Another benefit of data analysis over time is that you can compare your results with other people’s, provided you are using the same measurements and metrics. A classic example is NPS (Net Promoter Score), which has become a standard measurement of customer experience that companies typically track over time.
How to present survey results
Most data isn’t very friendly to the human eye or brain in its raw form. Survey data analysis helps you turn your data into something that’s accessible, intuitive, and even interesting to a wide range of people.
1. Make it visual
You can present data in a visual form, such as a chart or graph, or put it into a tabular form so it’s easy for people to see the relationships between variables in your crosstab analysis. Choose a graphic format that best suits your data type and clearly shows the results to the untrained eye. There are plenty of options, including linear graphs, bar graphs, Venn diagrams, word clouds and pie charts. If time and budget allows, you can create an infographic or animation.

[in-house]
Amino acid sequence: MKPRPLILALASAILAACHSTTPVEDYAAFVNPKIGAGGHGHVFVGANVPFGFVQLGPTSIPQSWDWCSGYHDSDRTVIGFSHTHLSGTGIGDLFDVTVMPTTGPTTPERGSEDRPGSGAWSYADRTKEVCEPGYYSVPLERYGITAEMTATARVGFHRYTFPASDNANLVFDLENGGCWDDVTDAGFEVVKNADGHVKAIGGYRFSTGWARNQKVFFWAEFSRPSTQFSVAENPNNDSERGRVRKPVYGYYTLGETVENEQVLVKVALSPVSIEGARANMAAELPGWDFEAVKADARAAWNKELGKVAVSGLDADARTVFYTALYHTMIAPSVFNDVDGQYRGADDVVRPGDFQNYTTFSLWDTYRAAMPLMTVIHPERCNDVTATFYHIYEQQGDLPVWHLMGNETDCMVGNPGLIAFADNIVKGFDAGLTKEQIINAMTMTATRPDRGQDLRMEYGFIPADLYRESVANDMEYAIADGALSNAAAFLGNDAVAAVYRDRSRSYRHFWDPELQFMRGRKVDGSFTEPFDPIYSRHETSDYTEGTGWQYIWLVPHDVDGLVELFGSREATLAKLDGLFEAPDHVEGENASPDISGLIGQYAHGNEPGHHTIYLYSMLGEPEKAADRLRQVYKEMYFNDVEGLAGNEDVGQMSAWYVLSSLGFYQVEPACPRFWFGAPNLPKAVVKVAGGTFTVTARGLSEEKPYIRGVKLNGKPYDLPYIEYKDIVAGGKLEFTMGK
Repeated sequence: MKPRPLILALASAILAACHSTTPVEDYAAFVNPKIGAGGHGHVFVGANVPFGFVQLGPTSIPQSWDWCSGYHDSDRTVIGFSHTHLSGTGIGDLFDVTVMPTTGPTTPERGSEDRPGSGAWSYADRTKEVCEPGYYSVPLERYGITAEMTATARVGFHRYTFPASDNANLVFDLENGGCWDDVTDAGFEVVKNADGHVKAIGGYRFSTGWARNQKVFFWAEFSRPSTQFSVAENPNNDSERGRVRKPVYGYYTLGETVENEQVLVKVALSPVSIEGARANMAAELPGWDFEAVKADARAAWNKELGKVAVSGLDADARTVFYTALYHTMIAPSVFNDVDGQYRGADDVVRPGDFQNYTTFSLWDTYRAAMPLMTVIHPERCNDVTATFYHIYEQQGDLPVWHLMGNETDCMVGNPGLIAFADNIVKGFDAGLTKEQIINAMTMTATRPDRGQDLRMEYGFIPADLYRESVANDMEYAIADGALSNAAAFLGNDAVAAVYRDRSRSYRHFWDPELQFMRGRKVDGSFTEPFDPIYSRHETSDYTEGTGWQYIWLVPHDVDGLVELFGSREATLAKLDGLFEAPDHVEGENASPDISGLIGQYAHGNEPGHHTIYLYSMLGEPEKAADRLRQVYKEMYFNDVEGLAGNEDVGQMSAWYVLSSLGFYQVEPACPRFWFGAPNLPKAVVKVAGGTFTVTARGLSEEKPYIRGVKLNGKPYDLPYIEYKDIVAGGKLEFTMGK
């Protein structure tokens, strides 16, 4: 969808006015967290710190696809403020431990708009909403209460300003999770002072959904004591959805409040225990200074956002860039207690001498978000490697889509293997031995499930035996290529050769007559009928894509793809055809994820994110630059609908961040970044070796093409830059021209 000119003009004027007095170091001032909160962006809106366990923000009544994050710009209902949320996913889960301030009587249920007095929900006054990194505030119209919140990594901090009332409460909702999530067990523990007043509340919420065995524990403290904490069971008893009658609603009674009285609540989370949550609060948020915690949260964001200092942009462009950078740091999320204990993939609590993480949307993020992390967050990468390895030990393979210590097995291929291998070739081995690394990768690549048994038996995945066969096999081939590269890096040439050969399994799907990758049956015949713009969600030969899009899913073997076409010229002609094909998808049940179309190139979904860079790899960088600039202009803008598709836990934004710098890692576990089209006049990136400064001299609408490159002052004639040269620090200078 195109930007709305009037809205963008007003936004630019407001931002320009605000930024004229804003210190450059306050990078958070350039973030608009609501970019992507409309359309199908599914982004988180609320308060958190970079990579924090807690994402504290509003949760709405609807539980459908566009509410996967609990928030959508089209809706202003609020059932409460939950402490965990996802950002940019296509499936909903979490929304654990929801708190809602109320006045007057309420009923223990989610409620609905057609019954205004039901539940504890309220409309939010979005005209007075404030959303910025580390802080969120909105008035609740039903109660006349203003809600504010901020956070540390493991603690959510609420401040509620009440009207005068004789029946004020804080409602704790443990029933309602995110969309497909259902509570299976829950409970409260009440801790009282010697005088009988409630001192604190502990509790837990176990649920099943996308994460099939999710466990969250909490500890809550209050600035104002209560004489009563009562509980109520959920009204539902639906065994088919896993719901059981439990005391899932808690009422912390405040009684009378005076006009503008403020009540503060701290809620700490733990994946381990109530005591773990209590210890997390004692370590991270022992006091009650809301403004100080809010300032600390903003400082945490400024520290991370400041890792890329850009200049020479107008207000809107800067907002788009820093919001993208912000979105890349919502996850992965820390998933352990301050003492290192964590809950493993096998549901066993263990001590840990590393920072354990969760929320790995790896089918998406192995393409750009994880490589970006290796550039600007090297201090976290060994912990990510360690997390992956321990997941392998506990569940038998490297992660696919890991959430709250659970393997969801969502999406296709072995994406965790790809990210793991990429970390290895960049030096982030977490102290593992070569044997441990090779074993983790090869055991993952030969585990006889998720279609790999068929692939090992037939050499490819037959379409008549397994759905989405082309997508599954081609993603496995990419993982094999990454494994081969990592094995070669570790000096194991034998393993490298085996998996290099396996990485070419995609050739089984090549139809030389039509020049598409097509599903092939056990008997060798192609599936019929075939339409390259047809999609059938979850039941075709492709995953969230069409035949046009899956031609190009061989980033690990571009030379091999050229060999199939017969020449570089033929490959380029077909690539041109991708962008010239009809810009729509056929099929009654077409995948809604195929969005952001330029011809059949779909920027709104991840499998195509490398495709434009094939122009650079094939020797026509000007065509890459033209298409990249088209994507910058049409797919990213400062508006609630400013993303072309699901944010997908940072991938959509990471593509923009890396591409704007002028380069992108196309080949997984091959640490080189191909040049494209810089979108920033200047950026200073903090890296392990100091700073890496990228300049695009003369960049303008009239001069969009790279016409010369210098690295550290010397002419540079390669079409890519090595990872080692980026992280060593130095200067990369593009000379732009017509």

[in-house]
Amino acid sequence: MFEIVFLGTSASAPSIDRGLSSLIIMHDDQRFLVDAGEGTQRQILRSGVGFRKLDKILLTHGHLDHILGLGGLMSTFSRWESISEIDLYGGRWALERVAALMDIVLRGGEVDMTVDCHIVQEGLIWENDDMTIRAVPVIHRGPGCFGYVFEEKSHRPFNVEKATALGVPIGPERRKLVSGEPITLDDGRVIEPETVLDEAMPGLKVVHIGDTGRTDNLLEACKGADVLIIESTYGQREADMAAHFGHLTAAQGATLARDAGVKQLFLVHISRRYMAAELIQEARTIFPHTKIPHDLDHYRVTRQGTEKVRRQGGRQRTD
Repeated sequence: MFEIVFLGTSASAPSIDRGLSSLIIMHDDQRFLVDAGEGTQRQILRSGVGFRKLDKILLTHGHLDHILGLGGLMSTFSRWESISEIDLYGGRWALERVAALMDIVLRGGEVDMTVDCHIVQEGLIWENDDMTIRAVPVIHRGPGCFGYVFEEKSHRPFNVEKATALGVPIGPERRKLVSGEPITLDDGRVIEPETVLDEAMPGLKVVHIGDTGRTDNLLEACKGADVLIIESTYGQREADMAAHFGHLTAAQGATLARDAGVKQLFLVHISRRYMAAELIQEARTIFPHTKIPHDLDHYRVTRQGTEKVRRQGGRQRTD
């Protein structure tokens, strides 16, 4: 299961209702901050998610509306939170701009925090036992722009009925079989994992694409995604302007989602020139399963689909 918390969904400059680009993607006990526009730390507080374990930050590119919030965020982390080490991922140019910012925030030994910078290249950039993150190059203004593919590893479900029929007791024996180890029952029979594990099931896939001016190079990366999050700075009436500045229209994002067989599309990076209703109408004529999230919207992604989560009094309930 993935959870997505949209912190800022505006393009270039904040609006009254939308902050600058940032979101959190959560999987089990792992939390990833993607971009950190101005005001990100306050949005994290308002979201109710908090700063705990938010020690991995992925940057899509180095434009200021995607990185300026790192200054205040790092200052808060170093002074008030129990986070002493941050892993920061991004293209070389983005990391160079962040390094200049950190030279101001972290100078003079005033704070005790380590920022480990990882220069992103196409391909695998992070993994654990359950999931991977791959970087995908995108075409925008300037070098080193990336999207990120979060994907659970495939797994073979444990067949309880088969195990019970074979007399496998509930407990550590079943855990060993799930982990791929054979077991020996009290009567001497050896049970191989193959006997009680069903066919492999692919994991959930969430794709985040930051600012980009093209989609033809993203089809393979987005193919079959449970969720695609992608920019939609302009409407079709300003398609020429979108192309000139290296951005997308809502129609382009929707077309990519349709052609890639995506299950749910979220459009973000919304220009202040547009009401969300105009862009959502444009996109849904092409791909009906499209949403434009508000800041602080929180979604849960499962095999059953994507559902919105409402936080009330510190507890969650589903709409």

2. Keep language human
You can express discoveries in plain language, for example, in phrases like “customers in the USA consistently preferred potato chips to corn chips.” Adding direct quotes from your natural language data (provided respondents have consented to this) can add immediacy and illustrate your points.
3. Tell the story of your research
Another approach is to express data using the power of storytelling, using a beginning-middle-end or situation-crisis-resolution structure to talk about how trends have emerged or challenges have been overcome. This helps people understand the context of your research and why you did it the way you did.
4. Include your insights
As well as presenting your data in terms of numbers and proportions, always be sure to share the insights it has produced too. Insights come when you apply knowledge and ideas to the data in the survey, which means they’re often more striking and easier to grasp than the data by itself. Insights may take the form of a recommended action, or examine how two different data points are connected.